The Pillars of the Earth (TV Mini-Series 2010)

TV Mini-Series   |  TV-MA   |    |  Drama, History, Romance

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The Pillars of the Earth (2010) Poster

Set against a backdrop of war, religious strife and power struggles which tears lives and families apart.

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  • Rufus Sewell and Natalia Wörner in The Pillars of the Earth (2010)
  • Ian McShane in The Pillars of the Earth (2010)
  • Donald Sutherland in The Pillars of the Earth (2010)
  • Eddie Redmayne and Hayley Atwell in The Pillars of the Earth (2010)
  • Hayley Atwell in The Pillars of the Earth (2010)
  • Matthew Macfadyen and Eddie Redmayne in The Pillars of the Earth (2010)

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21 August 2010 | dave-sturm
| Epic novel brought grandly to the screen
I have read everything Ken Follett has written, but I pretty much had him pegged as a writer of extraordinarily readable suspense potboilers. Better than Stephen King, but no Cormac McCarthy. Then, in 1989 he unveiled "Pillars of the Earth" and I was stunned. Follett gave full rein to his incredibly vivid and compelling storytelling abilities. When I finished I was sad. I could no longer follow the adventures of these heroic and scheming English men and women in the the tumultuous 12th Century, a time of uncertainty over who should be on the throne.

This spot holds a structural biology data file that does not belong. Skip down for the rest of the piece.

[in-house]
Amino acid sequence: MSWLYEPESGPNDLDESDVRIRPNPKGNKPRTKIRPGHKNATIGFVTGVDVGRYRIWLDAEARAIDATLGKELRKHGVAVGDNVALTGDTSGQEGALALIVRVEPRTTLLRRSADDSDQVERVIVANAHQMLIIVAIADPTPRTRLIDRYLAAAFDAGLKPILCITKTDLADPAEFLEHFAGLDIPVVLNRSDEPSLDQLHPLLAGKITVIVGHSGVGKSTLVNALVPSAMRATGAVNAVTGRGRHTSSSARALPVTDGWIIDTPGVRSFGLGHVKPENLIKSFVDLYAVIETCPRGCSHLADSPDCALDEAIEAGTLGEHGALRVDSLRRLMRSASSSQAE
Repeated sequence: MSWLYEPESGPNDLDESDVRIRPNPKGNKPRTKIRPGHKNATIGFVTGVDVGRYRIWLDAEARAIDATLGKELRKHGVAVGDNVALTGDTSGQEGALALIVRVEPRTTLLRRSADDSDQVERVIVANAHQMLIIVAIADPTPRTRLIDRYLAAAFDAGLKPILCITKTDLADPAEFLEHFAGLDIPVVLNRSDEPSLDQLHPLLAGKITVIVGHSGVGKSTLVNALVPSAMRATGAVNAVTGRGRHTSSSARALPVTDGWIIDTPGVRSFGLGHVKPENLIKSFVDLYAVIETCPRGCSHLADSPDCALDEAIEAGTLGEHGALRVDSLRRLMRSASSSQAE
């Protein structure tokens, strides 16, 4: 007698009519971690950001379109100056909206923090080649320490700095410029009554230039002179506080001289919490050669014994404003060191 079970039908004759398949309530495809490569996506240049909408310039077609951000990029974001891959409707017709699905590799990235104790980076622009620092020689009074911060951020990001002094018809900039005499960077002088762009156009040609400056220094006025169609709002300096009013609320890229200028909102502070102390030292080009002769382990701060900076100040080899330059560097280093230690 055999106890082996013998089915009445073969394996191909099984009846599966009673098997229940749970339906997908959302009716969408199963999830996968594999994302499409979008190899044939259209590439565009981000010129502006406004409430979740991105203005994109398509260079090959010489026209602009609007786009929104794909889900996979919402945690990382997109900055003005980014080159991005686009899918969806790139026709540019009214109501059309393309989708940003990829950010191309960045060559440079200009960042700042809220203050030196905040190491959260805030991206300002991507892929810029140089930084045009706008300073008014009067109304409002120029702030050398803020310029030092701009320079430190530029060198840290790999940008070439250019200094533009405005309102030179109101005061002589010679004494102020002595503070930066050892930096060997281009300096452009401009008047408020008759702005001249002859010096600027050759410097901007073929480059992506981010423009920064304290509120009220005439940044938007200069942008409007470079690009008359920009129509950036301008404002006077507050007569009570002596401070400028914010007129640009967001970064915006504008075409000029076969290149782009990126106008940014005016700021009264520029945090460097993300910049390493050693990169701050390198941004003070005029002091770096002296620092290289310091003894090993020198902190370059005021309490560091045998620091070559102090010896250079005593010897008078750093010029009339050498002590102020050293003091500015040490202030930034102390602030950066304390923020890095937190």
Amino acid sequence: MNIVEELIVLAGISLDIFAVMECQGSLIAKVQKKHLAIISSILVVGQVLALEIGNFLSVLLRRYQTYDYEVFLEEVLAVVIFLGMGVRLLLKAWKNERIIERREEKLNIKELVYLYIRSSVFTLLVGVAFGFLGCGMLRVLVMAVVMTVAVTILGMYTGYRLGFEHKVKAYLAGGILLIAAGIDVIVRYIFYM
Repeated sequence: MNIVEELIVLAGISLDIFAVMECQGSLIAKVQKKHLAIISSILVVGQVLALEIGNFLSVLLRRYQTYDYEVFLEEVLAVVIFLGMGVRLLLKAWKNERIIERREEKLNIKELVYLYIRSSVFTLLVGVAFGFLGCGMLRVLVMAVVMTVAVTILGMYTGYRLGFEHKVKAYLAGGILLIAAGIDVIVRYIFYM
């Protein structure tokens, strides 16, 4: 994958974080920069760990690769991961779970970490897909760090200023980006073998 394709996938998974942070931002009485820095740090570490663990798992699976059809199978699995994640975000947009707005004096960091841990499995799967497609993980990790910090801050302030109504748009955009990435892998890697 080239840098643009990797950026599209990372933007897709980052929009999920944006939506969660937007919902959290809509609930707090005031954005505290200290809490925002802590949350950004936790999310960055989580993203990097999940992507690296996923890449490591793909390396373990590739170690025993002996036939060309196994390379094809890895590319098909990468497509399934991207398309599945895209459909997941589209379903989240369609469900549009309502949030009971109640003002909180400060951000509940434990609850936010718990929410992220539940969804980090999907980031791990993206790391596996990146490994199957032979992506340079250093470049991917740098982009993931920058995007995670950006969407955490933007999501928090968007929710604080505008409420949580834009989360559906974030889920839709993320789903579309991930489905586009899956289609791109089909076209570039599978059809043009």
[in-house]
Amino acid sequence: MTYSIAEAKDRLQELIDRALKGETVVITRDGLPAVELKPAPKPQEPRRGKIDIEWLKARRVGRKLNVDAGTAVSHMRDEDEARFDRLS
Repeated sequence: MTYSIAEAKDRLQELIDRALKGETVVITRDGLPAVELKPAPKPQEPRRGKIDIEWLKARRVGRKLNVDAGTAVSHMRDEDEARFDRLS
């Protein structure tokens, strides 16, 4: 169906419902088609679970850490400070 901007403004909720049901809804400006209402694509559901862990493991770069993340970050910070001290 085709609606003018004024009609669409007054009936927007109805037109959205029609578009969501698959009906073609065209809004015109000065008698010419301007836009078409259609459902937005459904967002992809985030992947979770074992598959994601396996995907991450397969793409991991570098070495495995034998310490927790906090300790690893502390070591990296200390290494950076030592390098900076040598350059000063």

I have now watched the first six episodes (available on Netflix for instant viewing) and am dying to see the final two when they come available. I didn't know what to expect, but I can declare myself fully satisfied.

What worried me most going in was the series was what the tone would be. Follett is a master of grand, operatic gestures. The mini-series captures that.

He also is far from shy about sex, barbarism and vulgarity. There's a scene when the monks put Ellen on trial as a witch that made my jaw drop. No F-bombs, but one startling c**t bomb. The incest theme between William and his mother is not explicitly shown, but very clear.

Occasionally, it's a bit "stagey" and the CGI is good, but not state of the art.

Still, "Pillars" is a triumph of epic storytelling.

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